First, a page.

Jake Peavy said yes to the Chicago White Sox, and Victor Martinez will take aim at the Green Monster. Roy Halladay, however, stayed put in Toronto.
Highlighting a flurry of deals finished just before the trade deadline, Peavy was shipped out of San Diego on Friday while Martinez went from the rebuilding Cleveland Indians to a contender in Boston.
"What we're getting in Victor is a middle-of-the-order, switch-hitting batter who can catch, play first, DH," Red Sox manager Terry Francona said. "It's a very valuable piece."
Scott Rolen, Jarrod Washburn, Orlando Cabrera and Nick Johnson were other notable players on the move as teams stocked up for the stretch drive during a busy day that featured 11 trades.
Halladay remained with the fourth-place Blue Jays. After fielding offers for its coveted ace, Toronto decided to retain the 2003 AL Cy Young Award winner _ at least for now.
"We never really came close at all," general manager J.P. Ricciardi said. "We were never moved. We listened and we were never moved by a club that made us jump up and say, 'Wow this is something that will make us better in the future.'"
The biggest surprise of the day was probably Peavy. Sidelined with an injured ankle, he finally agreed to join the White Sox, who landed him with their second pitch of the season.
"A lot has changed since the first time this came around," Peavy explained. "In May, we had just won five or six games in a row and had creeped above .500, and Chicago wasn't really in the shape that they're in now."
Locked in a crowded race for the AL Central title, the White Sox sent four young pitchers to the Padres: Clayton Richard, Aaron Poreda, Dexter Carter and Adam Russell. The teams barely beat the 4 p.m. EDT cutoff to make deals without waivers.
"It came together very quickly, probably in the last 30-20 seconds," Chicago general manager Kenny Williams said. "We were really concerned that it wasn't going to happen."
In May, the Padres and White Sox reached a deal for Peavy, but the 2007 NL Cy Young Award winner turned it down. This time, he agreed to waive his no-trade clause and join the AL pennant race.
"He never said no, he just said 'not yet,'" Williams said.
The 28-year-old Peavy had spent his entire career with the Padres. He is 6-6 with a 3.97 ERA in 13 starts this season but has been on the disabled list since June 13 with a strained tendon in his right ankle. Williams said the White Sox don't expect Peavy to pitch until the end of August.
"I don't think it has set in yet with all that is going on. I'm sure I'll shed a few tears with the boys in the locker room because this is all I've known since I was a 17-year-old kid. It's been a lot of mixed emotions so far," Peavy said. "You're excited to play for a team where you know you're wanted."
The Red Sox wanted Martinez all along.
Looking for a big bat to boost the offense, they acquired the All-Star slugger for right-hander Justin Masterson and minor league pitchers Nick Hagadone and Bryan Price.
It was the Indians' second major trade in 72 hours _ they dealt reigning Cy Young winner Cliff Lee to Philadelphia on Wednesday.
The 30-year-old Martinez has split his time at catcher and first base this season. He is batting .284 with 15 home runs and 67 RBIs.
Boston also sent recently acquired Adam LaRoche and approximately $1.5 million to Atlanta for Casey Kotchman in a swap of left-handed hitting first basemen.
Martinez, who had spent his whole career with Cleveland, fought back tears after being told by general manager Mark Shapiro that he'd been traded. He sat in front of his locker, hugging 4-year-old son Victor Jr. _ earlier in the day, the young boy asked his dad, "Are we still an Indian?"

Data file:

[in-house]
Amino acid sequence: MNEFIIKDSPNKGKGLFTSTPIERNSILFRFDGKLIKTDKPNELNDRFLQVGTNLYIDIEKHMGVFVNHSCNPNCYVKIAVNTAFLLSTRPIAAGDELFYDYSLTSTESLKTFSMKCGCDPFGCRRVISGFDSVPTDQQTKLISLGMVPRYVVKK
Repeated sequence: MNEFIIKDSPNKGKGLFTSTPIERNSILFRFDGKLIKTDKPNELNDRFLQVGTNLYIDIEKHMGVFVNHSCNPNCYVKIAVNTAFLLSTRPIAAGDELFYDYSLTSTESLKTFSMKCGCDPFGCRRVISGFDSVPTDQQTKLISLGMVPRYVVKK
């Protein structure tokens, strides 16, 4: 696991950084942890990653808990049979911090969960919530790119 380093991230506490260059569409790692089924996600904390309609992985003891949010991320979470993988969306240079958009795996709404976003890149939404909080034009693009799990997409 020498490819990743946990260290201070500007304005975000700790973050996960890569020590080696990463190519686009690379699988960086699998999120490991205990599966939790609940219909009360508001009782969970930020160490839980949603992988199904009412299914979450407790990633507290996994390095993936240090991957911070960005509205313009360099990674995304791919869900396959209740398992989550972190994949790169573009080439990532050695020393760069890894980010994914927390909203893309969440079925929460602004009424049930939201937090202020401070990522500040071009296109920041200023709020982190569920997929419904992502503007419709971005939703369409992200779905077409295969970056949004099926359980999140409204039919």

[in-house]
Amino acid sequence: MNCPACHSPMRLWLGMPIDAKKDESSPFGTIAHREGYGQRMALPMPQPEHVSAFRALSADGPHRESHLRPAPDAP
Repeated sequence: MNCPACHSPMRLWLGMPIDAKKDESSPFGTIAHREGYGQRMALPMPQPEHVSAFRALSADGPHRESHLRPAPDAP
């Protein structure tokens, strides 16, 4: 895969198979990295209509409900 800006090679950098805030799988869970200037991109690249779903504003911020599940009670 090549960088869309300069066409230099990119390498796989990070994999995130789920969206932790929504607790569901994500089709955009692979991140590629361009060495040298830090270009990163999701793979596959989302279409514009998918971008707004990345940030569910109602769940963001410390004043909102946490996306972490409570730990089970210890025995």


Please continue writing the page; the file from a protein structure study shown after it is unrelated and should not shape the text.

"It's tough," Martinez said, his voice choked with emotion. "It's tough when you know you're leaving your house and leaving the organization that gave you a chance to play in the big leagues. This organization made me a better ballplayer and a better person. It's tough, but life continues and I have to keep moving on."
Rolen was dealt from Toronto to Cincinnati for a package of three players that included fellow third baseman Edwin Encarnacion. The Blue Jays included cash to cover part of Rolen's salary.
Batting .320 with eight homers and 43 RBIs, Rolen has one year left on an eight-year, $90 million deal he signed with St. Louis. Former Cardinals general manager Walt Jocketty made it a priority to get Rolen.
"He will bring a lot to this ballclub that's been lacking," said Jocketty, in his second season as the Reds GM. "He brings leadership. He's a veteran. I think he'll add a lot to this club. And he's still playing well. He's a good RBI man and a Gold Glove at third base."
Detroit acquired Washburn from Seattle for left-hander Luke French and minor leaguer Mauricio Robles, giving the Tigers an experienced lefty as they try to hold on to the AL Central lead.
Washburn, third in the AL with a 2.64 ERA, joins All-Stars Justin Verlander and Edwin Jackson in Detroit's rotation.
Minnesota made a move to upgrade at shortstop, acquiring Cabrera and cash from Oakland for minor league infielder Tyler Ladendorf.
Johnson went from last-place Washington to the cost-conscious Marlins, a surprise contender in the NL wild-card race. Florida acquired the first baseman and cash for a pitching prospect, left-hander Aaron Thompson.
In other deals:
_Colorado beefed up its injury-riddled bullpen by obtaining lefty Joe Beimel from the Nationals for two minor league pitchers.
_The New York Yankees shored up their bench, getting versatile Jerry Hairston Jr. from Cincinnati for minor league catcher Chase Weems.
_Milwaukee reacquired reliever Claudio Vargas from the Dodgers for minor league catcher Vinny Rottino.
_Pittsburgh traded minor league right-hander Sean Smith to Toronto for a player to be named or cash.